Why you should read Why We Sleep

I recently finished reading Why We Sleep by Matthew Walker, PhD, and, while I'm hesitant to use the term "life-changing" if only because I just finished it, it was certainly eye-opening. I'll go so far as to say it's the best non-fiction book I've read this decade. I'll also say that you should immediately buy it and read it. 

I've always prided myself on my ability to operated on minimal sleep when necessary. I remember staying up for 72 hours straight when working and moving to a new home at the same time. I've stayed out til near dawn and then made it to work on time more often than I can remember. 

It turns out that this was a very, very bad idea and I'm pretty mad at myself right now.

I'd always known that sleep was important, but important in a vague sense, without any clear idea of the benefits beyond "not feeling sleepy anymore". That's exactly what this book brings to the table: The benefits of sleep. And whoa, are there a lot of them. So many that Aetna pays it's employees bonuses to get enough sleep. An insurance company thinks it's important enough that they will save money by doing this. Let that one settle for a bit.

The bottom line is that you can't really be considered healthy if you aren't getting enough sleep. Your immune system is harmed, you're more susceptible to cancer (!), you don't work as well, either in terms of creativity or quantity, you're unsafe behind the wheel, you lose your memories, you can't control your emotions, and....well, it's an awfully long list. 

The most heartbreaking parts are the sections on the effect of sleep loss on development, both pre- and post-natal and through the teenage years. And, unfortunately, you never catch up on sleep. Miss sleep and the you never get back what you've lost.

This is an informative book rather than one of "hard" science. It's accessible, and, if it gets a little repetitive with the litany against the dangers of sleep loss, it's well-written and never gets dull.  There's not very much in the way of math and the charts are pretty simple, so I didn't get lost the way I do reading, say, Hawking.

You may already be familiar with all of the information contained in Why We Sleep. I wasn't, and I bet some of you aren't either. I strongly commend this book. It has the potential to make your life better in concrete ways, and how many books can you say that about?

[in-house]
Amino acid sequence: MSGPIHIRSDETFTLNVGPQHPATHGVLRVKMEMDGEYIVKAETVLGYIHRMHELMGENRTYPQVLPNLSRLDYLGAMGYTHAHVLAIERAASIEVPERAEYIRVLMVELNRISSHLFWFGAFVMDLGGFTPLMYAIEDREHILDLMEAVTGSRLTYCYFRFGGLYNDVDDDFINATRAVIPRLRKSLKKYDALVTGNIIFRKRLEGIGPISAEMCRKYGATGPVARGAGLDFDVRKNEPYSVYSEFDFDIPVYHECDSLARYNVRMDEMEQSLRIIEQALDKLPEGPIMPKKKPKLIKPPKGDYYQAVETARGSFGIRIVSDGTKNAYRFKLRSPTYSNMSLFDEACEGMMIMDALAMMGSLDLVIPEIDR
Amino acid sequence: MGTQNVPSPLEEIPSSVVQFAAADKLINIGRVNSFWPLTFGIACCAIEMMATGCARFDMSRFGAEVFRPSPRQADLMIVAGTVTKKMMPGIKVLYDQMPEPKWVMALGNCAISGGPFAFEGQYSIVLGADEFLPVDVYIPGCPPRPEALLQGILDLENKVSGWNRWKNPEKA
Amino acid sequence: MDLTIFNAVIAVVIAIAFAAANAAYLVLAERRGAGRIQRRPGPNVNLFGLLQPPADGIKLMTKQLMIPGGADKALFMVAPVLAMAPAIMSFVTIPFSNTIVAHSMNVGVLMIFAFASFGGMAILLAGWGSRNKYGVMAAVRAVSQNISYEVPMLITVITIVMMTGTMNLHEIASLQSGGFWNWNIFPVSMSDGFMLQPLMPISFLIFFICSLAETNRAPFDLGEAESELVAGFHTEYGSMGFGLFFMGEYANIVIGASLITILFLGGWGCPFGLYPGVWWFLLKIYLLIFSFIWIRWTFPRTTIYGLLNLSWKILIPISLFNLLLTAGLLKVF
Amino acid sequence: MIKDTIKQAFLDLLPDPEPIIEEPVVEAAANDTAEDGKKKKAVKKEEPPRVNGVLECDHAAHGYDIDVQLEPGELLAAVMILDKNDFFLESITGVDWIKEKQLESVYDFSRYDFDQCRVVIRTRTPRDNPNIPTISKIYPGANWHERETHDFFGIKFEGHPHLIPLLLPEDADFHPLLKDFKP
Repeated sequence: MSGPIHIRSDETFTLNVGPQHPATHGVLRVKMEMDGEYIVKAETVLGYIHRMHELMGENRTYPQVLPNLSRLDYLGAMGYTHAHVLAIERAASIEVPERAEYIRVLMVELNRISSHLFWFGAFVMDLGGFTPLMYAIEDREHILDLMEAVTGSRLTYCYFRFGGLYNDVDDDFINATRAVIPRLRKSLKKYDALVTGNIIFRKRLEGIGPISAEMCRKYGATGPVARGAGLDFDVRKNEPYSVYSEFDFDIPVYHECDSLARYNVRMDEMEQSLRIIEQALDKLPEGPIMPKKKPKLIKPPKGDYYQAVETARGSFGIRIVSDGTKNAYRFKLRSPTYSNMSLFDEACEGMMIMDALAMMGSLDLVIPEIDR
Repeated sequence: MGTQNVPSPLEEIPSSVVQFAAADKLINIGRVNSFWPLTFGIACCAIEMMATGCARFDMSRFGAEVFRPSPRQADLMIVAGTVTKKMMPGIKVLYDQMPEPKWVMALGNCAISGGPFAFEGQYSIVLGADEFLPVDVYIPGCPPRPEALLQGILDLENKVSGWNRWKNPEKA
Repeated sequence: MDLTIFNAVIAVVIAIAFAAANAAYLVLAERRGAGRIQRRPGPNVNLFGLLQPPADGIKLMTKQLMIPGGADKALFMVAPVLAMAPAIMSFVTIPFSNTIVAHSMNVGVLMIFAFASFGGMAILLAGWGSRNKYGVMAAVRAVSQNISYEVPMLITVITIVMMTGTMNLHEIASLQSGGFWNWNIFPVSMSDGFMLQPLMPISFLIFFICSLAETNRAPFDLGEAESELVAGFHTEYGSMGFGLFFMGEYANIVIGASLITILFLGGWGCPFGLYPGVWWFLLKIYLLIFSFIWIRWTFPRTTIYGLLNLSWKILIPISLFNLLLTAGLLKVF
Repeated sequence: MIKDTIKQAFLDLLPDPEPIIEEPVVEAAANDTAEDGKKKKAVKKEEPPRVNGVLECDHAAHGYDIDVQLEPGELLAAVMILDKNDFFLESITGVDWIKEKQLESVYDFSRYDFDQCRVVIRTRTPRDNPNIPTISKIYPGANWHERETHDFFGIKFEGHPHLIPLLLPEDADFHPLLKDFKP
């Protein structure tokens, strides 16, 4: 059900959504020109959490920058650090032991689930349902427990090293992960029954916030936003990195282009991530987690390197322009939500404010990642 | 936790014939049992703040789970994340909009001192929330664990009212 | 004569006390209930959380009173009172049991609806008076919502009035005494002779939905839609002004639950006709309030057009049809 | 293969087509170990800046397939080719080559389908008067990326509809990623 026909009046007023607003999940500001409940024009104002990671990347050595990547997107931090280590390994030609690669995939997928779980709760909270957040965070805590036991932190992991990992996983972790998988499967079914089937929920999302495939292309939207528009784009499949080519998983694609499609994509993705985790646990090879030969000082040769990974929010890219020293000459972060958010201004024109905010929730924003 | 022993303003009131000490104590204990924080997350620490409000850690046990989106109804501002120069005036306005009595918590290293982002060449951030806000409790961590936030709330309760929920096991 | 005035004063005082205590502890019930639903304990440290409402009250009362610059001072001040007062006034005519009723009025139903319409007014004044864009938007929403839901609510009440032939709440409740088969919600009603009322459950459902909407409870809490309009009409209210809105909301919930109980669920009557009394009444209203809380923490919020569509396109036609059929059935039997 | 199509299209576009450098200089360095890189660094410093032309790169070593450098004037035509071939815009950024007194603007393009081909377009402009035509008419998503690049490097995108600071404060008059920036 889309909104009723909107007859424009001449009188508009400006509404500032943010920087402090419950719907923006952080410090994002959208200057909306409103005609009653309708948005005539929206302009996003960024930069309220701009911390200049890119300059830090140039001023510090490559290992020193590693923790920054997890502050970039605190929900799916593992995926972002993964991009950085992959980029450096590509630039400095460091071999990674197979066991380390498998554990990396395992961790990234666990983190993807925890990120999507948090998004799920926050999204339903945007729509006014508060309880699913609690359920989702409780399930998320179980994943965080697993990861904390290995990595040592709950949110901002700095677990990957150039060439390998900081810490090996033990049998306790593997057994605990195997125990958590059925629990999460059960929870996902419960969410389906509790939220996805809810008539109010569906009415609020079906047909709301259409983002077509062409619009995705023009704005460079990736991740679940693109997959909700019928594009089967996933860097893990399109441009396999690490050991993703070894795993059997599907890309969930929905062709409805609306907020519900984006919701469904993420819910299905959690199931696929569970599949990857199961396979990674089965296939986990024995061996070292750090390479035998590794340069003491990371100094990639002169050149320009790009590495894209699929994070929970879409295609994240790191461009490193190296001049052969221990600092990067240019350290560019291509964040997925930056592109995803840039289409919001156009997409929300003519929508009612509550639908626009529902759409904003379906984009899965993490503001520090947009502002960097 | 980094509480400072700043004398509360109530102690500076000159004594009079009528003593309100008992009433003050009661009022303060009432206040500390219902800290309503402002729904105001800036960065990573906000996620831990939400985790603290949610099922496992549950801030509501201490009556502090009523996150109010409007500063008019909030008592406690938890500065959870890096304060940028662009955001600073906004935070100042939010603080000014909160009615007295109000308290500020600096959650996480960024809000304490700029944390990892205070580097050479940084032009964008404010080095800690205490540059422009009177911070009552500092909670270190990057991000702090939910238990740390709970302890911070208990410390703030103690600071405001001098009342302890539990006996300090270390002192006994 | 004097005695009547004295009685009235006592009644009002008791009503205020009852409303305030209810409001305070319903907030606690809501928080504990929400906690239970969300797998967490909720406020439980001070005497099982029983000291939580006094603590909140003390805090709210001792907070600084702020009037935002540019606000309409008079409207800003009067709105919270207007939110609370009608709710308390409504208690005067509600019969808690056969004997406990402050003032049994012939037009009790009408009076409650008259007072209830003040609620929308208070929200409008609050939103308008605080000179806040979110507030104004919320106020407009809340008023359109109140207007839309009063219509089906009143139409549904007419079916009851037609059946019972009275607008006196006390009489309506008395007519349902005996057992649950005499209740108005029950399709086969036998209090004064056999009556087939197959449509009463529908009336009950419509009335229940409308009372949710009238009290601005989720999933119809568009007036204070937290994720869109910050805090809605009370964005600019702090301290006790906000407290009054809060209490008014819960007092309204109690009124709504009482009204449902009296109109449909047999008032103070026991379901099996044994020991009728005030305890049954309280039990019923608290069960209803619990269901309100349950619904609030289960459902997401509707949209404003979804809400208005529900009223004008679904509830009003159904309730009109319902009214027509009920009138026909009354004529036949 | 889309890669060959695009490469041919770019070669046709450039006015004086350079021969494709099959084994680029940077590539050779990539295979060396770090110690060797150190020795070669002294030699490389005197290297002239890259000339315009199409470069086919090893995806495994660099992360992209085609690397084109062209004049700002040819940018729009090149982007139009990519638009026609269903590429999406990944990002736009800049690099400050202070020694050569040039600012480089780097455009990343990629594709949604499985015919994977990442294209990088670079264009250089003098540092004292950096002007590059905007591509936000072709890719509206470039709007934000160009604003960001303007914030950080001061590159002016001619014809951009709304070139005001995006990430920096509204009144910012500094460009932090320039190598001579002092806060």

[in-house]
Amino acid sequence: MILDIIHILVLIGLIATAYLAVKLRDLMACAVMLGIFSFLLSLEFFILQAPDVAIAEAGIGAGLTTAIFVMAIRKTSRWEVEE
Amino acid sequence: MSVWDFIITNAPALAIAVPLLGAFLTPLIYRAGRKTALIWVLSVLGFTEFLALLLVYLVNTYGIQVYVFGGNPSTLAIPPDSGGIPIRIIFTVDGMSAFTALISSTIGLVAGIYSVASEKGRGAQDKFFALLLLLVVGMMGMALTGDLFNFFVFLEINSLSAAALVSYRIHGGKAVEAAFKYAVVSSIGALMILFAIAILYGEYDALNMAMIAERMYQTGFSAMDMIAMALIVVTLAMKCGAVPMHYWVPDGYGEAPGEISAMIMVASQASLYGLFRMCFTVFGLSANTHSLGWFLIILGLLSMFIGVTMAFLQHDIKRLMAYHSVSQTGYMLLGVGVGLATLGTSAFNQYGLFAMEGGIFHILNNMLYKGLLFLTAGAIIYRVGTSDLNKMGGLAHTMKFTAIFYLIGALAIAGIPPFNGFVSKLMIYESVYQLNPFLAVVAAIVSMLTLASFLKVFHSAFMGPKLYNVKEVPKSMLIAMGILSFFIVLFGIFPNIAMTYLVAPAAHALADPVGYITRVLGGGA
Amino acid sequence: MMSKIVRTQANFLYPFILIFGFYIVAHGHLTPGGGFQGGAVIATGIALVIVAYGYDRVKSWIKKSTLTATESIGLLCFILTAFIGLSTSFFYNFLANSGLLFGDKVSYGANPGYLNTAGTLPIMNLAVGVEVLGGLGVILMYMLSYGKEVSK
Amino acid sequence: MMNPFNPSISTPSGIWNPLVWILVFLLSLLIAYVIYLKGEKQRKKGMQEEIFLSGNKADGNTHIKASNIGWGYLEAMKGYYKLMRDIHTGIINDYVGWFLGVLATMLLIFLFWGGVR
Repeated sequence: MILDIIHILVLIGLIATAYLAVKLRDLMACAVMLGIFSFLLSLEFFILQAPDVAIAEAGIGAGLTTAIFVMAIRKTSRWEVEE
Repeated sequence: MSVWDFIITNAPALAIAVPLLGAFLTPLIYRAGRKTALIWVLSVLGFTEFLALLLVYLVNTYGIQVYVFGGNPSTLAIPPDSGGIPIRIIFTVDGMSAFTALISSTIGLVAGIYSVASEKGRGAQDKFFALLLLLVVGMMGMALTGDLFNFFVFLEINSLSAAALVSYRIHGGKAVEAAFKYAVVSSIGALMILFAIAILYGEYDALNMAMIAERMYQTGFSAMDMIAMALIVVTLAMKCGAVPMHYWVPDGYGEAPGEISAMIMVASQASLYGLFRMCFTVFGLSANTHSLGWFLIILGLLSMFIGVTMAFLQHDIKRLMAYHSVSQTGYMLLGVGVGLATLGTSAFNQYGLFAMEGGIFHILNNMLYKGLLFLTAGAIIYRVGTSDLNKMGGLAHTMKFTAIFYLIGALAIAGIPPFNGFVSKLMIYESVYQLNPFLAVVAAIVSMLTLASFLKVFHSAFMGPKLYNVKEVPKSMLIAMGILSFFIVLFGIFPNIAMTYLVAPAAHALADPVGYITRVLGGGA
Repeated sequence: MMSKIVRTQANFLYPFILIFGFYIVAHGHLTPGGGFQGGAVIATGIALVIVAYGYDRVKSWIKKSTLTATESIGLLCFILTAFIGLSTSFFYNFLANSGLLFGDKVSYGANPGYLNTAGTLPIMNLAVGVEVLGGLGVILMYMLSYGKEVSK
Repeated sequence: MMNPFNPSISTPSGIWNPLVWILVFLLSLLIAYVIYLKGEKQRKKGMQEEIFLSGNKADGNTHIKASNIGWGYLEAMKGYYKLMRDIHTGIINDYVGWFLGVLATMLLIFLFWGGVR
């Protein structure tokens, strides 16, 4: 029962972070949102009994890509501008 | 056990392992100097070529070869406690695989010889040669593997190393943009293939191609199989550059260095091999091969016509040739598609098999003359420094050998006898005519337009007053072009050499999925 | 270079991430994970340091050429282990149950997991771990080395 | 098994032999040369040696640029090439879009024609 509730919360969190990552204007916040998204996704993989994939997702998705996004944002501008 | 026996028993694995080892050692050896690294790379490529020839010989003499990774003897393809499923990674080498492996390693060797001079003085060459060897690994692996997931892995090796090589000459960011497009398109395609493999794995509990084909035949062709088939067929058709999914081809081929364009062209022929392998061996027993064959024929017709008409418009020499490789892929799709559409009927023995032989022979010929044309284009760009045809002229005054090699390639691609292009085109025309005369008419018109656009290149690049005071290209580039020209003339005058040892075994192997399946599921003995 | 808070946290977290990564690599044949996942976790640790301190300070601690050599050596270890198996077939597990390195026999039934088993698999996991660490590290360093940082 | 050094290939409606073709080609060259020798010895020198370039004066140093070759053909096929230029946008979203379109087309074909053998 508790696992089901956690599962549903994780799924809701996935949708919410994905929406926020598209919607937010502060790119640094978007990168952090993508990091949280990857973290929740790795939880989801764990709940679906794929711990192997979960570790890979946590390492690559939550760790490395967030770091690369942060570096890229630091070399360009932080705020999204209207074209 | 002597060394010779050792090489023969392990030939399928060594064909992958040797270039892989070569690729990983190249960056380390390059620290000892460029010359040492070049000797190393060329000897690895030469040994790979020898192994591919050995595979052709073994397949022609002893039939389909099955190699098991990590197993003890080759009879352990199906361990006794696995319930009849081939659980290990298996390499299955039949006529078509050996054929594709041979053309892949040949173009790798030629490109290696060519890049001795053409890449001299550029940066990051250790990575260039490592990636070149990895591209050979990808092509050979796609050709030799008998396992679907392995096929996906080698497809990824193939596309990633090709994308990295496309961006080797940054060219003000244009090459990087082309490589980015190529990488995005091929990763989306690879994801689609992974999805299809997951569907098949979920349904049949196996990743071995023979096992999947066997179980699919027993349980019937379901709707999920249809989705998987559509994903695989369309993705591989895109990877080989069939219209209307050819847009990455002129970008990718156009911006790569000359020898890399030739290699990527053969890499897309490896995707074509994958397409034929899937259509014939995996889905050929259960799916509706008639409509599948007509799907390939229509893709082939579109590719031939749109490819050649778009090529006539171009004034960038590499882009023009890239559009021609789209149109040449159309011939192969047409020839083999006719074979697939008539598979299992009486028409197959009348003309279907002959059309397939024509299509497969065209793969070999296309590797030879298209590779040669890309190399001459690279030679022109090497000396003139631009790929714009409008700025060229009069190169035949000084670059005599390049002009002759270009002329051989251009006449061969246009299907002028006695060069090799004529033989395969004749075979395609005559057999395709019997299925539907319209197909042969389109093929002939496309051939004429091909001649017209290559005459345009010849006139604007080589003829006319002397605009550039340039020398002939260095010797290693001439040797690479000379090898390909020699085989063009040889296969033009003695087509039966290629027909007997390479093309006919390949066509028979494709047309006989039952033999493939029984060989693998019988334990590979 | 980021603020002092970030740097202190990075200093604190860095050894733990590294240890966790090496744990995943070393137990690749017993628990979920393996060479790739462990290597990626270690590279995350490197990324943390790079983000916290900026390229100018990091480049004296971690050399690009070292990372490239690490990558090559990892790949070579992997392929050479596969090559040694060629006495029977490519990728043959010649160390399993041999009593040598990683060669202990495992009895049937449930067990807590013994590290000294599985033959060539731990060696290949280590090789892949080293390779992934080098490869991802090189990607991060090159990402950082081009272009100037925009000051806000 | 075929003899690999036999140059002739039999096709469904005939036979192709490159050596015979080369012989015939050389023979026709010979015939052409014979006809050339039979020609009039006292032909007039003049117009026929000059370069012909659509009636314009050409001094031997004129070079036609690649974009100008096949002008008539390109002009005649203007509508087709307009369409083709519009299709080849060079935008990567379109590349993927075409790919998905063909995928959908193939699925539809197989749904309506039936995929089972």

Because you demanded it! The Marxist in his most thrilling team up EVER!

I remember playing City of Heroes when it first came out. I'm not sure I've ever purchased a game which took me longer to get from "installation" to "playing." That's not because the learning curve was steep or the installation was buggy or there were a gazillion updates and configuration settings to apply. No, it took me forever to get into City of Heroes because the character generation was just that good.

When it comes to superheroes, look is everything. The look is even more important than the powers. There a plenty of heroes who don't even have powers but their look is so overwhelming that it doesn't matter. If there's one thing a superhero game absolutely, positively must have, it's that ability to make your hero look exactly the way you want them to look.

My favorite hero, the one I played the most, was a black man wearing camo pants, combat boots, a white t-shirt with a bomb on the front, gold sunglasses, and a red beret. The Marxist used to spout slightly-altered lines from The Communist Manifesto as he pummelled bad guys into submission. The game had the tools to let you create your vision of your hero and then execute them in a way that surpasses any game I've played to-date.

Unfortunately, the rest of the game wasn't up to snuff and I wound up cancelling my account. Maybe if I'd stuck with it I'd have found some content that interested me, but it had turned into an endless, repetative grind. Despite that, it remains a guilty pleasure in my memory. It delivered one of the best start-of-game experiences I've ever had.

I took DC Universe Online out for a spin, but I just couldn't get into it. Aside from the fact that the game felt as though it'd been developed for a console, it the character generation was just dreadful. It didn't come close to the options available in CoH. Sure, you could set you exact muscle mass and alter your eyebrow angles, but in the end, you all pretty much looked the same. Bah.

I bring this up because the estemeed Mr. Chuck Wendig provides some of the most evil (and evocative) fiction-writing prompts I've ever seen, and this week's prompt has me cackling with delight. I'm not sure exactly where I'm going to go with it, but it's an opportunity to bring The Marxist back to life.

Thank you, Mr. Wendig. And the rest of you? You've been warned...


It has occurred to me that my stories, here and elsewhere, have a fatal flaw:  I shy away from delivering the punch at the critical time.  This more than likely is due to these stories being intensely personal, but if I'm going to write about these events, I need to do it right. 

Revisions soon.